Politics rears ugly head (again) over sports betting issue

Jun 16, 2009 5:04 PM
Burnt Offerings by Stan Bergstein |

As Rep. Barney Frank slowly builds his base of support in Congress, hoping to find enough votes to get his Internet gambling bill passed, federal prosecutors have stepped up their determined efforts to shut off the supply of the one item most needed to play online: money.

The executive director of the Poker Players Alliance, John Pappas, says at least $33 million in funds owed to 27,000 or so online poker players has been frozen by banks at the request of the government.

The feds have hit hard this month, cracking down by notifying four banks, including giants like Citibank and Wells Fargo, that it wanted the money in the accounts of Allied Systems and Account Services, which processes money payments for online poker sites, frozen.

The banks complied. Wells Fargo had no choice. It received a court order to freeze the money. Citibank said it had received a request from prosecutors to do so.

Either way, it became clear the feds were playing hardball as Barney Frank moved closer to gambling that he could muster enough support to get his bill passed.

The nation’s leading authority on gambling, Nelson Rose of Whittier Law School in California, called the latest federal move "very aggressive," and told the New York Times he was not sure it was based on solid ground, since it was not clear what law would cover seizure of monies owed to poker players.

The government action came at a time when another of its favorite targets, sports betting, was creating waves in the east. Delaware already exercised its grandfathered status as one of the select four states – Nevada, obviously, Montana and Oregon being the other three – that allow betting on sports. It hopes to be in operation in time for the football season this fall.

New Jersey is huffing and puffing, hoping to overthrow the federal ban on sports betting, which if accomplished could lessen the pressures calling for slots at the state’s three tracks, The Meadowlands, Monmouth Park and Freehold Raceway. The casinos – a powerful influence on legislation in New Jersey – have been having rough times since Pennsylvania legalized racinos at its tracks, and their contract to subsidize horseracng to the tune of $30 million a year expires in 2011. They say now they will not renew it, but Gov. Jon Corzine has appointed a task force which could give him a convenient rationale to finally step in and help the tracks.

Across the Hudson River, in New York, the big racino at Aqueduct Racetrack was delayed again, this time by a very wealthy citizen overpowering the wishes of the electorate by sponsoring a rare and outright coup on the American political scene.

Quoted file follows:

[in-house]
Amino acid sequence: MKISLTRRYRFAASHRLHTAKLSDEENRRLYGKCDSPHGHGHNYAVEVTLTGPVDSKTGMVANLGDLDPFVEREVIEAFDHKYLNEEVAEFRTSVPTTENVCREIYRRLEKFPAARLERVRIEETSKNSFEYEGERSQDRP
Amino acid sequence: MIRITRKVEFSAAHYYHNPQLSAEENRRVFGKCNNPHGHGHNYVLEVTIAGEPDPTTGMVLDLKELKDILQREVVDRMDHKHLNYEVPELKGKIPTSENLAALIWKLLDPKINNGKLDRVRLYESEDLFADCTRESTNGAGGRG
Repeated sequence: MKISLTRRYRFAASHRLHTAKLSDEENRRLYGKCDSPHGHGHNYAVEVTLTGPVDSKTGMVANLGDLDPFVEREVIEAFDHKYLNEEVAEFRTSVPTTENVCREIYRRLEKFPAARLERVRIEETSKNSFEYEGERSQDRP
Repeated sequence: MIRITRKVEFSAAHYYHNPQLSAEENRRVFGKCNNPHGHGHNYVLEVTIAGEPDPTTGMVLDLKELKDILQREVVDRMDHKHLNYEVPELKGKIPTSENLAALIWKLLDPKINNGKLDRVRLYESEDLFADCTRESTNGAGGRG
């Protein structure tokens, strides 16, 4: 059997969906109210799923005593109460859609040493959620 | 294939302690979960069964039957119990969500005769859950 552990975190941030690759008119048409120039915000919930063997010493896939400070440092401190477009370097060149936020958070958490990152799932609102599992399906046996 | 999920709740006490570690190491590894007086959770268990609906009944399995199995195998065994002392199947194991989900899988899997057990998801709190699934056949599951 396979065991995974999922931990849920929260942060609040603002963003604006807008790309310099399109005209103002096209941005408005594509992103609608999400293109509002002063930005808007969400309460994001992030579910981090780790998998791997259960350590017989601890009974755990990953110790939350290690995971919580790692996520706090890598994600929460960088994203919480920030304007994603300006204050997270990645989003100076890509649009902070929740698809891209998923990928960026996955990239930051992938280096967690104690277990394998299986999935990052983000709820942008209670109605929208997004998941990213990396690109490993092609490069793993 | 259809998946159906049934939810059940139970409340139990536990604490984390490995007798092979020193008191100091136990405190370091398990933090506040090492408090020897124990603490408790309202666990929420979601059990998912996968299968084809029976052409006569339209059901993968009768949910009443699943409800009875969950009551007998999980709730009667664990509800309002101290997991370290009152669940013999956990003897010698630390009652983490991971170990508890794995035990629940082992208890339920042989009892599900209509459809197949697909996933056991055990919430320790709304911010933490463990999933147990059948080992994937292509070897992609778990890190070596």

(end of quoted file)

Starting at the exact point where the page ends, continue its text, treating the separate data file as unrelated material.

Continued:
The multimillionaire, who readily took credit for the coup, was Tom Golisano, a Rochester entrepreneur who decided he would restore control of the New York Senate to Republicans, who had controlled it for 40 years but lost command in last November’s election.

Golisano understands the baseness of human nature as well or perhaps better than most, and he appealed to it by convincing two Democratic state senators to join the Republicans in a successful overthrow of Senate control.

The two he chose were two New York City senators, Hiram Monserrate of Queens, currently facing charges of slashing his girlfriend with a broken bottle, and Pedro Espada Jr. of the Bronx, who allegedly owes the state thousands of dollars in fines for failing to file overdue campaign finance reports.

These two upstanding gentlemen upended the will of the New York electorate, and Espada, for his part, was named temporary president of the Senate.

The title is not simply honorary. In that role Espada technically is empowered to sign off on any agreement, or possibly negate it, on the Aqueduct racino. He gets to vote, as temporary Senate president, along with the governor, David Paterson, and with the real ruler of New York, Assembly speaker Sheldon Silver. Espada also gets to appoint two people to the board of directors of the New York Racing Association.

If things get much worse, New Yorkers as well as Californians may be moving to Las Vegas. Consider that possibility, shudder at it, and think how lucky you are to have Oscar Goodman.

Question? Comment? E-mail me at: Stan Bergstein